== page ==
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In the following integral, p(x) and q(x) are probability distributions. Can you help me to determine in what situation this integral is equal to infinity. For example, I think that such a situations is when only p(x) has an infinite peak.


Thank you very much!

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Thank you for the edit! – Marco Feb 8 '11 at 9:05

The integral that you have is the Kullback-Leibler divergence between distributions P and Q, $D_{KL}(P \parallel Q)$. This divergence is roughly a kind of a "distance" between the two distributions. The reason "distance" is in quotes is because this divergence is not symmetric and is hence not a metric. However, a useful way to think about the divergence $D_{KL}(P \parallel Q)$ is that it is the penalty paid for mistaking distribution $P$ as distribution $Q$. This statement can be made precise using information theory. If $D_{KL}(P \parallel Q)$ is infinity, it is because the two distributions are quite unlike each other that you incur an infinite penalty for mistaking $P$ as $Q$. This can happen for instance when distribution $P$ can produce values that distribution $Q$ can never do - in this case, mistaking $P$ as $Q$ is indeed a grievous error. I will leave it to you to interpret this in terms of the integral above to derive the condition under which the divergence is infinite.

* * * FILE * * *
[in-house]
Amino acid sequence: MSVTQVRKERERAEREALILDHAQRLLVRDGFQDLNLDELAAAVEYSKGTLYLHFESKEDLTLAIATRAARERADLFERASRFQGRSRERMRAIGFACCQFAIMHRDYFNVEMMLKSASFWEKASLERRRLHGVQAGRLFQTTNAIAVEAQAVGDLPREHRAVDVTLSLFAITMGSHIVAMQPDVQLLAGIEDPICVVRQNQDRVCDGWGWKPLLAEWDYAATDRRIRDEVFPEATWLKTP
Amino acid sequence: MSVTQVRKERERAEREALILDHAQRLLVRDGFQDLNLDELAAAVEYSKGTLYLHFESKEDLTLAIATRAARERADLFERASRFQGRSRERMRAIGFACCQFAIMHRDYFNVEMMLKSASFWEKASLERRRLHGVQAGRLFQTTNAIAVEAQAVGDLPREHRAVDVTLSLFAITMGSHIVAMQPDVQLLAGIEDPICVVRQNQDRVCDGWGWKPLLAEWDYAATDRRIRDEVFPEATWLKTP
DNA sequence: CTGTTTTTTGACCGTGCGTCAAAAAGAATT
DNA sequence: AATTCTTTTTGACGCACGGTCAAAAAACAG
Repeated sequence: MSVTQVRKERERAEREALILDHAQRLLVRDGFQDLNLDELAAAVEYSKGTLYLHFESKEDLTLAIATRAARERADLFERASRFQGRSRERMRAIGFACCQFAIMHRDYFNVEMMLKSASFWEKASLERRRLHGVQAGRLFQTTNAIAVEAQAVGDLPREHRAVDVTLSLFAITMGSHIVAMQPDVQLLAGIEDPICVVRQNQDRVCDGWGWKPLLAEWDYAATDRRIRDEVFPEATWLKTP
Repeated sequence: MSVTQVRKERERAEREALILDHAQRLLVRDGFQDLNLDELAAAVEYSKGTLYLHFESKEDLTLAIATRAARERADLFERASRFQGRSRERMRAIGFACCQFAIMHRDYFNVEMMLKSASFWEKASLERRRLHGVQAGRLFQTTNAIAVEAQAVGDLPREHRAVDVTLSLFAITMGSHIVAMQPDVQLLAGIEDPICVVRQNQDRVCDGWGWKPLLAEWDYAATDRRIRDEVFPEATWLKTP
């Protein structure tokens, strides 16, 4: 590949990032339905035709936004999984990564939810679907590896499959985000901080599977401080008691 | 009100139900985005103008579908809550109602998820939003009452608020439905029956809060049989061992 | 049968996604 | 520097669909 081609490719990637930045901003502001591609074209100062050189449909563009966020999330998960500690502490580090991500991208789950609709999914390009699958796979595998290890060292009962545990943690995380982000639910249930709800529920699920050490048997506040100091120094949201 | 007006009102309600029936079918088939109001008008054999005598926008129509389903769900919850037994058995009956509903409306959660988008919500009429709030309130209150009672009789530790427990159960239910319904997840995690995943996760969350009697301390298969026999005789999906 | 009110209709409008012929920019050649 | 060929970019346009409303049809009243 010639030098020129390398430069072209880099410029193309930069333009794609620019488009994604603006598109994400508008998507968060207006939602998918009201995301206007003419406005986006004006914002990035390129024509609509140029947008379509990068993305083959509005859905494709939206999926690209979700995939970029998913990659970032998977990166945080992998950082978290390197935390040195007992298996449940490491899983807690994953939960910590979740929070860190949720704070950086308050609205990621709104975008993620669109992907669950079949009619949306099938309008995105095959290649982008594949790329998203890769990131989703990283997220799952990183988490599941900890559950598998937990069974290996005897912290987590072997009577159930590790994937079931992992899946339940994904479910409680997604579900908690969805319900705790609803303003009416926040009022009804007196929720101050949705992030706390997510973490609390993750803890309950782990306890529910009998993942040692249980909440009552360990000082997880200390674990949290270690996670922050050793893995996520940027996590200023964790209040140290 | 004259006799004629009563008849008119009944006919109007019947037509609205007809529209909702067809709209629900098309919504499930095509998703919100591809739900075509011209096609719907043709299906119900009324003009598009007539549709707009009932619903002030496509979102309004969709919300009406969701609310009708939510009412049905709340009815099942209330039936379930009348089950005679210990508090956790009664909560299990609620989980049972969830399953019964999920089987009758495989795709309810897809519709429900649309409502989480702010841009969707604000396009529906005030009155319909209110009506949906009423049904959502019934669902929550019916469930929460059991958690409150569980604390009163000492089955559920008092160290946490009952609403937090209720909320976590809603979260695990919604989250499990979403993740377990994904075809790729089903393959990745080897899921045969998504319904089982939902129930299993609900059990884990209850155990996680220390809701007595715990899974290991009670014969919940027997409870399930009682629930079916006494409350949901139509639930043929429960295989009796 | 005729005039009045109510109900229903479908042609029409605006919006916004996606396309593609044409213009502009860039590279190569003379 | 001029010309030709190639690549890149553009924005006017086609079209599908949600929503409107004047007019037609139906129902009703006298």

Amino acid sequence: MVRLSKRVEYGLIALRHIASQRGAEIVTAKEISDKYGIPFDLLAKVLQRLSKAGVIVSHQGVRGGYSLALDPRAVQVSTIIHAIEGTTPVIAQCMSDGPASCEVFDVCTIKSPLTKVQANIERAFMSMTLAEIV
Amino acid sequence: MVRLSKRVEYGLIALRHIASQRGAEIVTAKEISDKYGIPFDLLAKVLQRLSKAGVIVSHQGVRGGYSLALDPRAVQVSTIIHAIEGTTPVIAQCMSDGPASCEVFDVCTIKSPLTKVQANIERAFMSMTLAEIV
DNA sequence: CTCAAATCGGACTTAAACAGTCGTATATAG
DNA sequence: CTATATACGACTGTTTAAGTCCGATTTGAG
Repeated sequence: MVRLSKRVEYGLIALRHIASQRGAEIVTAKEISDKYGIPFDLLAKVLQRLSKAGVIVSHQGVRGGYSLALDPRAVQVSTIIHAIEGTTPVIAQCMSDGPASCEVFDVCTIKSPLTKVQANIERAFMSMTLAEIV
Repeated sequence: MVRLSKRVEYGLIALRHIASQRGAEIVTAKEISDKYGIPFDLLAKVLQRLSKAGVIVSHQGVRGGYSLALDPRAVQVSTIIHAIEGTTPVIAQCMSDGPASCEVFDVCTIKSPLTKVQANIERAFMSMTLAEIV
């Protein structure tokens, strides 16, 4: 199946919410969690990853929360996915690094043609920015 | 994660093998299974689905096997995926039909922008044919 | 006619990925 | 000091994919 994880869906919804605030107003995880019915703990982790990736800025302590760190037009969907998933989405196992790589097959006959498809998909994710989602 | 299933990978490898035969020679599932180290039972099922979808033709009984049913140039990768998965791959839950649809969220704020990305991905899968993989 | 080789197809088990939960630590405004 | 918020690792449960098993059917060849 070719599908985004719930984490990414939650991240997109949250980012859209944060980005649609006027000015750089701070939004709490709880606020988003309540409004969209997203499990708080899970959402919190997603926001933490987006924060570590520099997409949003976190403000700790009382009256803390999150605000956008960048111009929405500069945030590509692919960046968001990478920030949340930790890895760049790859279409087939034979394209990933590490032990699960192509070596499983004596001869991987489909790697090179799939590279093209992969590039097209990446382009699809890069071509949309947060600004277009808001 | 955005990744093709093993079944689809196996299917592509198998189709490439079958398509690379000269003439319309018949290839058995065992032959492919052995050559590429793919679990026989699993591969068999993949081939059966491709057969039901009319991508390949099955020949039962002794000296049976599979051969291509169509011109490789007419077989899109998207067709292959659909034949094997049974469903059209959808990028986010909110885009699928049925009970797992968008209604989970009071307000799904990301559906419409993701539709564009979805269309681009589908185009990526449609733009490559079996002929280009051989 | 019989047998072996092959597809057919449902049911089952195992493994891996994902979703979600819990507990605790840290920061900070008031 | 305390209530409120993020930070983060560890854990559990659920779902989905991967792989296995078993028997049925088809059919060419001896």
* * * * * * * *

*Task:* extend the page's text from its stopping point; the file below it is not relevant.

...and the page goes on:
Update: Adding more information in response to Marco's comment below. It got too unwieldy to be left as a comment: Given any $M>0$ and any distribution $P$, we can find $Q$ such that $D_{KL}(P \parallel Q) > M$. But note that as $M$ grows, we need to adaptively change $Q$ to make sure the divergence grows larger than $M$. This is different from saying $D_{KL}(P \parallel Q) = \infty$ for a given $P$, $Q$ which is what the question is stating. I think this can happen only if the support of $P$ includes points not in the support of $Q$.

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Thank you, that interpretation helps. However, let us assume that p is absolutely continuous with respect to q, meaning that the support of p is a subset of the support of q. So distribution p cannot produce values that distribution q can never do. However, I think it is not enough to ensure finite values... – Marco Feb 8 '11 at 10:04
What do you think of this? Suppose, for example, that p and q have the same support, (0, infinity). If q(x) --> 0 much more quickly than p(x) --> 0 then the integral is infinity. Thx – Marco Feb 8 '11 at 10:39
Thank you very much for the update. I still need to think on it, but I am more and more convinced! Thank you! – Marco Feb 9 '11 at 10:01
@Marco: See also mjqxxxx's explanation here:… – Dinesh Feb 9 '11 at 17:05

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